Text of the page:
If you gaze at yourself in the mirror for a very long time, your perception will begin to break down. You may experience body dysmorphic illusions, or begin to think your witch ball is really a crystal ball, and use it to scry the future. In your self-induced trance, you may even cross a metaphysical barrier and read the final chapters of your journey from maiden to crone.
I cannot have more elastic skin, but I can go after the vanity, try to shed the longing to look as I once did. In theory, at least, this should be easy, especially if the reflection was never that clear to begin with.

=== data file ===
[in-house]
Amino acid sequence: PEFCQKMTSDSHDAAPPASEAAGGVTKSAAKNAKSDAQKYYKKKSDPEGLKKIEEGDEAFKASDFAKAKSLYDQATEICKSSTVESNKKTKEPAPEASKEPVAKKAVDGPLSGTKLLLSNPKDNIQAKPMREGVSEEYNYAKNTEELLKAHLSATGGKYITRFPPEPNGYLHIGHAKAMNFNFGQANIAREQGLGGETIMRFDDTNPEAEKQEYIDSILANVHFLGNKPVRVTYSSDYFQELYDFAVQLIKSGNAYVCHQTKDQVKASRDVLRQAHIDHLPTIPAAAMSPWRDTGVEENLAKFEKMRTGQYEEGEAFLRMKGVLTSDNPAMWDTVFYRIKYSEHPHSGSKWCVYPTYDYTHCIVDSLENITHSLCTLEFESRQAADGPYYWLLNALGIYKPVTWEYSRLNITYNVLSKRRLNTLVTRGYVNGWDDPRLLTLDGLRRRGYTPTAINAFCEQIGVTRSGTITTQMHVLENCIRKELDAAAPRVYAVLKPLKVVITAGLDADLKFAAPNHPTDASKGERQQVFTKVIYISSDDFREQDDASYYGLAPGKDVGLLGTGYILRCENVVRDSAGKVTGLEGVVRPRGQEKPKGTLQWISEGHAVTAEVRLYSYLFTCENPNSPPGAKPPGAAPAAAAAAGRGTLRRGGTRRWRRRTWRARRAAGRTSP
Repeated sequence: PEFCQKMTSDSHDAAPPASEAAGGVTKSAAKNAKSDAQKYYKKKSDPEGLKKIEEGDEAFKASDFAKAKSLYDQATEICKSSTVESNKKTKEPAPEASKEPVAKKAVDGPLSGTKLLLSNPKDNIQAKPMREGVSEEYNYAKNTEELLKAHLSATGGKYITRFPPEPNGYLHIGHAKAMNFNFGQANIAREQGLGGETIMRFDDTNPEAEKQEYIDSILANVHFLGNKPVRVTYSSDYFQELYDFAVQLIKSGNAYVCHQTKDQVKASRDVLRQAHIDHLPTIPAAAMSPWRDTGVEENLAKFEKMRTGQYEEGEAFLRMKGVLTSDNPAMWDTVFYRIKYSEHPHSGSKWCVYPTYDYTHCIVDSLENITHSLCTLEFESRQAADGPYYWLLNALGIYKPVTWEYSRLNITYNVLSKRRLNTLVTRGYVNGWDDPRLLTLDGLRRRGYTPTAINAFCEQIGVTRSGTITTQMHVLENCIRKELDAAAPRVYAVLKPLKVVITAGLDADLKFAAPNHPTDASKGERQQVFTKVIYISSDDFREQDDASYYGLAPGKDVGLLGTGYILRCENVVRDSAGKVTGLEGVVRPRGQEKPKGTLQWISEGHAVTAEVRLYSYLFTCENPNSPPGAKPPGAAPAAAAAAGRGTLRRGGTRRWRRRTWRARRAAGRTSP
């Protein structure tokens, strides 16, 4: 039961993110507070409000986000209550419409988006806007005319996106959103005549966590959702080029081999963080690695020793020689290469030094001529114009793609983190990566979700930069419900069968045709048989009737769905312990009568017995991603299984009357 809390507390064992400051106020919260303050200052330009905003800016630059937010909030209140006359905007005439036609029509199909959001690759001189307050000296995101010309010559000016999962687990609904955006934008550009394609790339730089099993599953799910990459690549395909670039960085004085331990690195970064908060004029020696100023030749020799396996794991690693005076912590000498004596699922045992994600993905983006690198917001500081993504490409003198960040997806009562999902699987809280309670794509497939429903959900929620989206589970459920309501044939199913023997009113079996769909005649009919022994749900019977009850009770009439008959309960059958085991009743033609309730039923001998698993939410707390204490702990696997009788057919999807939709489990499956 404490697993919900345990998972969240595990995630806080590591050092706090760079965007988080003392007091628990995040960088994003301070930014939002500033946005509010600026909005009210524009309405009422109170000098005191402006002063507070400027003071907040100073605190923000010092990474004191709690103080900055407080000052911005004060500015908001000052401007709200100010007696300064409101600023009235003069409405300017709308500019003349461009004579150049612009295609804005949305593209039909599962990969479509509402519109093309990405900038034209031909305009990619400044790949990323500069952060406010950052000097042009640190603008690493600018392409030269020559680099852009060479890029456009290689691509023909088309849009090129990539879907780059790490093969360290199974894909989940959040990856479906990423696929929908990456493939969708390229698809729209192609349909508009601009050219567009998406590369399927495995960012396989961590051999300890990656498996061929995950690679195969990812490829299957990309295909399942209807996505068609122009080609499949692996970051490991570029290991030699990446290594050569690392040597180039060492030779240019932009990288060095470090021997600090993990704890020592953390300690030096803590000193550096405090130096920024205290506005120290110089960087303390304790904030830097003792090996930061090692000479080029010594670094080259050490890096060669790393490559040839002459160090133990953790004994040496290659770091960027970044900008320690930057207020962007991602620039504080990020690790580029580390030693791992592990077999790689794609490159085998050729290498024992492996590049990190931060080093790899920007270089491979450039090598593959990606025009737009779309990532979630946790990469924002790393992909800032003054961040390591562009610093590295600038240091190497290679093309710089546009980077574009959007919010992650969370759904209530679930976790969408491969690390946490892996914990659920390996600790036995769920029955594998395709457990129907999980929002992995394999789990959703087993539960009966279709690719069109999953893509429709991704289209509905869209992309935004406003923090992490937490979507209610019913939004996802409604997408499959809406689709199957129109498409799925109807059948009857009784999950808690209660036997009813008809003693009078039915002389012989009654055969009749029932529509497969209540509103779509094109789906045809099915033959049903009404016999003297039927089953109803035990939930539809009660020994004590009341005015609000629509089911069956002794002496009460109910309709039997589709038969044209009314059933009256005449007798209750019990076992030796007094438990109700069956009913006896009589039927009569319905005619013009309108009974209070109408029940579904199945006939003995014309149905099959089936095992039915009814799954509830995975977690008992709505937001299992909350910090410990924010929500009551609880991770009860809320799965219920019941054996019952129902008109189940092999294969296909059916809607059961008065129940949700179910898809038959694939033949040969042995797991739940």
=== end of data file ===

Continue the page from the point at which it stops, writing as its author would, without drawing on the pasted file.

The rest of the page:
Lindsay Fleming was raised by an astrologer/palmist mom on a farm in rural Vermont. She now lives in Guilford where she has been carpooling, meal-planning and laundressing for over twenty years. Her essays and short fiction have appeared in Scribner’s Best of the Fiction Workshops, City Paper, Baltimore Fishbowl, and the anthology Room to Grow. Find her car in the parking lot of Baltimore Yoga Village.